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What the difference between anyone and anyone else in the following sentences? Should I leave out else?

  • John loves me more than anyone in the world.

  • John loves me more than anyone else in the world.

  • In 20 years John has earned more money than anyone has done.

  • In 20 years John has earned more money than anyone else has done.

  • The first two are ambiguous regarding who loves whom. – Michael Harvey Dec 21 '18 at 7:02
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In both of your examples, you could leave out the "else" since it will be understood / implied.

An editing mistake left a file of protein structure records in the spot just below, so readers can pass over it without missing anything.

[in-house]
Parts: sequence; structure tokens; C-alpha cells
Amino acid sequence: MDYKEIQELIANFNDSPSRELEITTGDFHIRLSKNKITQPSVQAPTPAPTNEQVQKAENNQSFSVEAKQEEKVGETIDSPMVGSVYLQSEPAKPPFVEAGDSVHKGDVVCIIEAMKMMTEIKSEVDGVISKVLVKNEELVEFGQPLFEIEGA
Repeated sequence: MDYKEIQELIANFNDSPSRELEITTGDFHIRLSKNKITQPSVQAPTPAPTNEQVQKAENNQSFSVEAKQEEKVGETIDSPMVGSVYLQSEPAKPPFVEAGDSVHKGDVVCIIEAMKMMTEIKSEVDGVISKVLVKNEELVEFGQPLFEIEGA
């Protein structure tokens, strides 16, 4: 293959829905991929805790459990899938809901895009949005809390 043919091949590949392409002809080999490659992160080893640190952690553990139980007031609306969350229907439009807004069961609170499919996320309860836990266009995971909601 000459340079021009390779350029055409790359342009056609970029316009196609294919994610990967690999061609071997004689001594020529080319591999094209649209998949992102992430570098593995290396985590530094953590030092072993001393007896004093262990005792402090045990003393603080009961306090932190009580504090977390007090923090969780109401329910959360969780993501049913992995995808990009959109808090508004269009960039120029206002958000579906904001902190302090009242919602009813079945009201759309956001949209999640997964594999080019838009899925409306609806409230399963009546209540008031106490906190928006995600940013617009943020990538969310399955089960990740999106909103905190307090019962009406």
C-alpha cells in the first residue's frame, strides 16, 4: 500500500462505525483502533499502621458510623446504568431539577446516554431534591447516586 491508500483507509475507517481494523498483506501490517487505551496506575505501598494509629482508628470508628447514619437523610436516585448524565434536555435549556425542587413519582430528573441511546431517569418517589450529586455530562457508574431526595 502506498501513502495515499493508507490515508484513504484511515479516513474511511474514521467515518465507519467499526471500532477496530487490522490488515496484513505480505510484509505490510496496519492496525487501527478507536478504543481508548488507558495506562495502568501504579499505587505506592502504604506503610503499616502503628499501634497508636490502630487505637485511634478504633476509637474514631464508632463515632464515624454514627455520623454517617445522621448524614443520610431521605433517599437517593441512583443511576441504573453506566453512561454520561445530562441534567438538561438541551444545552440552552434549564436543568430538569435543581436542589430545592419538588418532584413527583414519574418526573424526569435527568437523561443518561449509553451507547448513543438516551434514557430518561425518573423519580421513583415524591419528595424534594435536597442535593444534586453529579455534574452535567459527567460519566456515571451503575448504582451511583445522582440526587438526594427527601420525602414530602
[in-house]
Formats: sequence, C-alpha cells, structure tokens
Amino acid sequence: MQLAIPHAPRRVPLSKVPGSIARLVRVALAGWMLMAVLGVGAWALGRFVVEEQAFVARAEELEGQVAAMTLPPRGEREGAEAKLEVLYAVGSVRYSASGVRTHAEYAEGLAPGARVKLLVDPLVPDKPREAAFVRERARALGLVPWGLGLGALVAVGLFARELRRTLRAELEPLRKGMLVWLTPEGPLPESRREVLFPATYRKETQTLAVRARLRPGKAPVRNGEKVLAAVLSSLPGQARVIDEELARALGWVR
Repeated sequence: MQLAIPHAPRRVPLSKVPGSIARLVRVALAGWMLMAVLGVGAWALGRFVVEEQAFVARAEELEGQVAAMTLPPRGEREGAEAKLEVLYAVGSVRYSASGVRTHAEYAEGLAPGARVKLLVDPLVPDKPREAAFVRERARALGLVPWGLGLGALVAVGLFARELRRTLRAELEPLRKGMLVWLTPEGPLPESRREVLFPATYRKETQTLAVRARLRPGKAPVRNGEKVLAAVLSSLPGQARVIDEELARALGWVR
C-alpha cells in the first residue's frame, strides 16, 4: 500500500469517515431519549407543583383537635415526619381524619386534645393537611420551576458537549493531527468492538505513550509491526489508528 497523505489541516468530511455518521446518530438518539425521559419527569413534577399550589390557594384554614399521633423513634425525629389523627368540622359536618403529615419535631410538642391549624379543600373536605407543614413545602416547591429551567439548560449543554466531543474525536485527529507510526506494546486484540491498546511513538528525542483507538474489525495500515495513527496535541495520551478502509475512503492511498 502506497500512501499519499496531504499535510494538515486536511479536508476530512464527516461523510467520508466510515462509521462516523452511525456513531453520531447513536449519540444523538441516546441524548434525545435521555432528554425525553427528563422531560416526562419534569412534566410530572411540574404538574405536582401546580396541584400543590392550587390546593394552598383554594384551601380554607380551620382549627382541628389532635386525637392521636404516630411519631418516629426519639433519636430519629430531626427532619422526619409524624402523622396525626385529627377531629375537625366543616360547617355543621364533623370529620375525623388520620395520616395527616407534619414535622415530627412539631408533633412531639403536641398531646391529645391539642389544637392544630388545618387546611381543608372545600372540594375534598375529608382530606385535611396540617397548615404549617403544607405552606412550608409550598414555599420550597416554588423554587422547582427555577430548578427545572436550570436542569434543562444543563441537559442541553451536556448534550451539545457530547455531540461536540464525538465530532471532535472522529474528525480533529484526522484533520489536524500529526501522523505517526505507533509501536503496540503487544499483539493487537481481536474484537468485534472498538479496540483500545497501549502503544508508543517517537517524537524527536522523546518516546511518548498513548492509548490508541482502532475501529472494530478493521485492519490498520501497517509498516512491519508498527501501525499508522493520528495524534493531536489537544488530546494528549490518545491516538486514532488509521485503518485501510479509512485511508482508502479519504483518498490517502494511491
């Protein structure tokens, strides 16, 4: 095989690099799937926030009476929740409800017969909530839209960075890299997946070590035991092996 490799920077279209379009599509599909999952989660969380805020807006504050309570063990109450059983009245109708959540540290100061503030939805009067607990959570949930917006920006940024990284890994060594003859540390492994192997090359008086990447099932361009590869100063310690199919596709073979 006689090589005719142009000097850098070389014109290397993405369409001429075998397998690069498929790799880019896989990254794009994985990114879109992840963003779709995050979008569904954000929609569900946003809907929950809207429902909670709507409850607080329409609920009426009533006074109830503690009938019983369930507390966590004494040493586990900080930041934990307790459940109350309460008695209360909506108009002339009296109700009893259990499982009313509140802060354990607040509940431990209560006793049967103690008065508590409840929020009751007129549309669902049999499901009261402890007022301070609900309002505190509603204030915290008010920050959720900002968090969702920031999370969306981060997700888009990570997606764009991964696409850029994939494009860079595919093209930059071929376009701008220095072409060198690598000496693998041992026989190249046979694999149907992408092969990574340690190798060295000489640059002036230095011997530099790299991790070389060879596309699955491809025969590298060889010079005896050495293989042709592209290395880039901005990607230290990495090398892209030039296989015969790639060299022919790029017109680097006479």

in your examples, strictly speaking, you and John are included in "anyone", so what you are trying to say is

anyone, except for the people I've already identified,

which is equivalent to

anyone else

The same holds true for everyone.

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In your context, the two have the same meaning. The difference only matters in certain contexts, but "anyone else" explicitly excludes some person or persons, who presumably would otherwise meet some description or criteria.

For example:

A: Can anyone fix this computer?

B: Cheryl knows how to do it.

A: Cheryl is sick today. Can anyone else fix it?

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